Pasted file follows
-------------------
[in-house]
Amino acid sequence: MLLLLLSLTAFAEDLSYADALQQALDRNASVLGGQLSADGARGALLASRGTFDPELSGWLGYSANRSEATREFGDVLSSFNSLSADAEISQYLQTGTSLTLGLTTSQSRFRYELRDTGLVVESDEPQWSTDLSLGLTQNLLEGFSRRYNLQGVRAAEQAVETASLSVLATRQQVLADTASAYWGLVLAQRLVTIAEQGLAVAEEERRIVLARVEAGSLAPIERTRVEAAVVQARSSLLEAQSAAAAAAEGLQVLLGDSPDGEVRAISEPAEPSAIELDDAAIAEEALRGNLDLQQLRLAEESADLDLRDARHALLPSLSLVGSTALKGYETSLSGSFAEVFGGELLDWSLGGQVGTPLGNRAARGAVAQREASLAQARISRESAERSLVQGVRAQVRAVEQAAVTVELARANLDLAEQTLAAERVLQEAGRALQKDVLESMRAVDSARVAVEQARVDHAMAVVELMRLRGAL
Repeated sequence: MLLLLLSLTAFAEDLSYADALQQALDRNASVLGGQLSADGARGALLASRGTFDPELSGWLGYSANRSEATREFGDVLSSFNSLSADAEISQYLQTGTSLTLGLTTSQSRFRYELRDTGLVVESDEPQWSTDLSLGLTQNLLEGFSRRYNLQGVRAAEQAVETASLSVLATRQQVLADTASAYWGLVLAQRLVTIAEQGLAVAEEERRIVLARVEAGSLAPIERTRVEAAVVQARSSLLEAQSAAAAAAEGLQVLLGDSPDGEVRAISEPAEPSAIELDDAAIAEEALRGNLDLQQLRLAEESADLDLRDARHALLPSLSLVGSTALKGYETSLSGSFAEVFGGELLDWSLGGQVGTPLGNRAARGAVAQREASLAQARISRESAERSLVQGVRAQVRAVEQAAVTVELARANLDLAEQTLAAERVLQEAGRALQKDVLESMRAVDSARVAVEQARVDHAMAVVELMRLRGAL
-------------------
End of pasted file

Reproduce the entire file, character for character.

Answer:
[in-house]
Amino acid sequence: MLLLLLSLTAFAEDLSYADALQQALDRNASVLGGQLSADGARGALLASRGTFDPELSGWLGYSANRSEATREFGDVLSSFNSLSADAEISQYLQTGTSLTLGLTTSQSRFRYELRDTGLVVESDEPQWSTDLSLGLTQNLLEGFSRRYNLQGVRAAEQAVETASLSVLATRQQVLADTASAYWGLVLAQRLVTIAEQGLAVAEEERRIVLARVEAGSLAPIERTRVEAAVVQARSSLLEAQSAAAAAAEGLQVLLGDSPDGEVRAISEPAEPSAIELDDAAIAEEALRGNLDLQQLRLAEESADLDLRDARHALLPSLSLVGSTALKGYETSLSGSFAEVFGGELLDWSLGGQVGTPLGNRAARGAVAQREASLAQARISRESAERSLVQGVRAQVRAVEQAAVTVELARANLDLAEQTLAAERVLQEAGRALQKDVLESMRAVDSARVAVEQARVDHAMAVVELMRLRGAL
Repeated sequence: MLLLLLSLTAFAEDLSYADALQQALDRNASVLGGQLSADGARGALLASRGTFDPELSGWLGYSANRSEATREFGDVLSSFNSLSADAEISQYLQTGTSLTLGLTTSQSRFRYELRDTGLVVESDEPQWSTDLSLGLTQNLLEGFSRRYNLQGVRAAEQAVETASLSVLATRQQVLADTASAYWGLVLAQRLVTIAEQGLAVAEEERRIVLARVEAGSLAPIERTRVEAAVVQARSSLLEAQSAAAAAAEGLQVLLGDSPDGEVRAISEPAEPSAIELDDAAIAEEALRGNLDLQQLRLAEESADLDLRDARHALLPSLSLVGSTALKGYETSLSGSFAEVFGGELLDWSLGGQVGTPLGNRAARGAVAQREASLAQARISRESAERSLVQGVRAQVRAVEQAAVTVELARANLDLAEQTLAAERVLQEAGRALQKDVLESMRAVDSARVAVEQARVDHAMAVVELMRLRGAL